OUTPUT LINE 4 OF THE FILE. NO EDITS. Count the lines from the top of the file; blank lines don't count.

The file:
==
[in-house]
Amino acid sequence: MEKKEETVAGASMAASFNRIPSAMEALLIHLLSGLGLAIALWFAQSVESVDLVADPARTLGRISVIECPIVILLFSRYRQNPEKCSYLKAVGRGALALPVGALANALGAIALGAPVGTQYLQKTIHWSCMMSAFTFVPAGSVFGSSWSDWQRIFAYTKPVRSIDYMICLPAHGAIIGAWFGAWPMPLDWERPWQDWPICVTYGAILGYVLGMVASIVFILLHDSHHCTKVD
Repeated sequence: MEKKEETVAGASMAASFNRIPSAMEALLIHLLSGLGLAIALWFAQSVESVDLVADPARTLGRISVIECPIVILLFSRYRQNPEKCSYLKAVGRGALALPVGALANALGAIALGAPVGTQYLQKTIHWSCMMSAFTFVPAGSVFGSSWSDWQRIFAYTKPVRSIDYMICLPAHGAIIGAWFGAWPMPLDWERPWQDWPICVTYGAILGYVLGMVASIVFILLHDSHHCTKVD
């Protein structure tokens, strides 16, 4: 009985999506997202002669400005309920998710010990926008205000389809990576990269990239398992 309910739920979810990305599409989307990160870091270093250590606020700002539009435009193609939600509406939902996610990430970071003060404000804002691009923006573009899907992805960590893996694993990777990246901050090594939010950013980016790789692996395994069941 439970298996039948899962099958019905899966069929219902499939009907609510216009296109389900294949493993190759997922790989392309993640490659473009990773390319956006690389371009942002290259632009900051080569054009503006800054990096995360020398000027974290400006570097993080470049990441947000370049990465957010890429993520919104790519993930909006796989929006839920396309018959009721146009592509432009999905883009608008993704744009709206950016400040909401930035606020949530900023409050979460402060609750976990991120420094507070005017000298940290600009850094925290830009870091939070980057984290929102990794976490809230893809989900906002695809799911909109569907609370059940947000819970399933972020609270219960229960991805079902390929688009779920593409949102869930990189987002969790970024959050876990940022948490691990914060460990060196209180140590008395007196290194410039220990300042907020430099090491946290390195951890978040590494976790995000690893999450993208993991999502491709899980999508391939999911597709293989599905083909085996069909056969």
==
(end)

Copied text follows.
């Protein structure tokens, strides 16, 4: 009985999506997202002669400005309920998710010990926008205000389809990576990269990239398992 309910739920979810990305599409989307990160870091270093250590606020700002539009435009193609939600509406939902996610990430970071003060404000804002691009923006573009899907992805960590893996694993990777990246901050090594939010950013980016790789692996395994069941 439970298996039948899962099958019905899966069929219902499939009907609510216009296109389900294949493993190759997922790989392309993640490659473009990773390319956006690389371009942002290259632009900051080569054009503006800054990096995360020398000027974290400006570097993080470049990441947000370049990465957010890429993520919104790519993930909006796989929006839920396309018959009721146009592509432009999905883009608008993704744009709206950016400040909401930035606020949530900023409050979460402060609750976990991120420094507070005017000298940290600009850094925290830009870091939070980057984290929102990794976490809230893809989900906002695809799911909109569907609370059940947000819970399933972020609270219960229960991805079902390929688009779920593409949102869930990189987002969790970024959050876990940022948490691990914060460990060196209180140590008395007196290194410039220990300042907020430099090491946290390195951890978040590494976790995000690893999450993208993991999502491709899980999508391939999911597709293989599905083909085996069909056969």